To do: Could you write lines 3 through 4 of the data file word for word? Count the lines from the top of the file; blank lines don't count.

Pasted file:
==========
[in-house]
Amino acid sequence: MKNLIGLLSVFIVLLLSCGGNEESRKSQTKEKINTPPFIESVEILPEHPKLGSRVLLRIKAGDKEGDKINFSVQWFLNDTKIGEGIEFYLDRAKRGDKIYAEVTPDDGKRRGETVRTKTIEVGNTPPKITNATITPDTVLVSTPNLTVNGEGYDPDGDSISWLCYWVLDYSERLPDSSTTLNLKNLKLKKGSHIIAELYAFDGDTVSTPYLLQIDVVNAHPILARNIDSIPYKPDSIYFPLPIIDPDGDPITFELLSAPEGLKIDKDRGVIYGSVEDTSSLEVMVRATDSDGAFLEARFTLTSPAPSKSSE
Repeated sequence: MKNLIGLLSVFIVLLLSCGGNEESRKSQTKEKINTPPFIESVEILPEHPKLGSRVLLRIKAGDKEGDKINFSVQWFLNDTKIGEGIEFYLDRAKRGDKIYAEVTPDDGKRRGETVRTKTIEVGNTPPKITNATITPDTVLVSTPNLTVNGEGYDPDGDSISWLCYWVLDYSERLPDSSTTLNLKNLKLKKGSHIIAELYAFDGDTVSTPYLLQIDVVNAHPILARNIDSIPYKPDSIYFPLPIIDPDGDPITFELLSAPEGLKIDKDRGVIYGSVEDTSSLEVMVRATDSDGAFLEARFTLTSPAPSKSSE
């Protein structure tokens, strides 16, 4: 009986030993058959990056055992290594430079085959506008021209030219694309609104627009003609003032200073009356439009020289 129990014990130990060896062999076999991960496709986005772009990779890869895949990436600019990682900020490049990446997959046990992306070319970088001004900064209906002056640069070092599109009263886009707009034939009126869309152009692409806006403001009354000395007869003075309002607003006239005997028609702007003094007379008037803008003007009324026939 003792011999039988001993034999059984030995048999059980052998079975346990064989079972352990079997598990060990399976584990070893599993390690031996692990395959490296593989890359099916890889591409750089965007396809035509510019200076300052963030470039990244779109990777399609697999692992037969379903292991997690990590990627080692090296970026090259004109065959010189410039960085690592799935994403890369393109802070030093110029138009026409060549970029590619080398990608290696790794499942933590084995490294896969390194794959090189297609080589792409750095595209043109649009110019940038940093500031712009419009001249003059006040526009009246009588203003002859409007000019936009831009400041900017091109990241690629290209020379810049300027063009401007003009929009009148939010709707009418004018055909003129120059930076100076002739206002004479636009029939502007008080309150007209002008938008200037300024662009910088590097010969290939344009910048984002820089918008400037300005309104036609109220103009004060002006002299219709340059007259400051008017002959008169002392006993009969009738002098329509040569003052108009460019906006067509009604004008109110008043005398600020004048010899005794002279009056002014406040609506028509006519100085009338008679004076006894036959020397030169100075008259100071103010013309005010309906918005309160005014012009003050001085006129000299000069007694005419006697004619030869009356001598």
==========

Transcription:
Repeated sequence: MKNLIGLLSVFIVLLLSCGGNEESRKSQTKEKINTPPFIESVEILPEHPKLGSRVLLRIKAGDKEGDKINFSVQWFLNDTKIGEGIEFYLDRAKRGDKIYAEVTPDDGKRRGETVRTKTIEVGNTPPKITNATITPDTVLVSTPNLTVNGEGYDPDGDSISWLCYWVLDYSERLPDSSTTLNLKNLKLKKGSHIIAELYAFDGDTVSTPYLLQIDVVNAHPILARNIDSIPYKPDSIYFPLPIIDPDGDPITFELLSAPEGLKIDKDRGVIYGSVEDTSSLEVMVRATDSDGAFLEARFTLTSPAPSKSSE
């Protein structure tokens, strides 16, 4: 009986030993058959990056055992290594430079085959506008021209030219694309609104627009003609003032200073009356439009020289 129990014990130990060896062999076999991960496709986005772009990779890869895949990436600019990682900020490049990446997959046990992306070319970088001004900064209906002056640069070092599109009263886009707009034939009126869309152009692409806006403001009354000395007869003075309002607003006239005997028609702007003094007379008037803008003007009324026939 003792011999039988001993034999059984030995048999059980052998079975346990064989079972352990079997598990060990399976584990070893599993390690031996692990395959490296593989890359099916890889591409750089965007396809035509510019200076300052963030470039990244779109990777399609697999692992037969379903292991997690990590990627080692090296970026090259004109065959010189410039960085690592799935994403890369393109802070030093110029138009026409060549970029590619080398990608290696790794499942933590084995490294896969390194794959090189297609080589792409750095595209043109649009110019940038940093500031712009419009001249003059006040526009009246009588203003002859409007000019936009831009400041900017091109990241690629290209020379810049300027063009401007003009929009009148939010709707009418004018055909003129120059930076100076002739206002004479636009029939502007008080309150007209002008938008200037300024662009910088590097010969290939344009910048984002820089918008400037300005309104036609109220103009004060002006002299219709340059007259400051008017002959008169002392006993009969009738002098329509040569003052108009460019906006067509009604004008109110008043005398600020004048010899005794002279009056002014406040609506028509006519100085009338008679004076006894036959020397030169100075008259100071103010013309005010309906918005309160005014012009003050001085006129000299000069007694005419006697004619030869009356001598």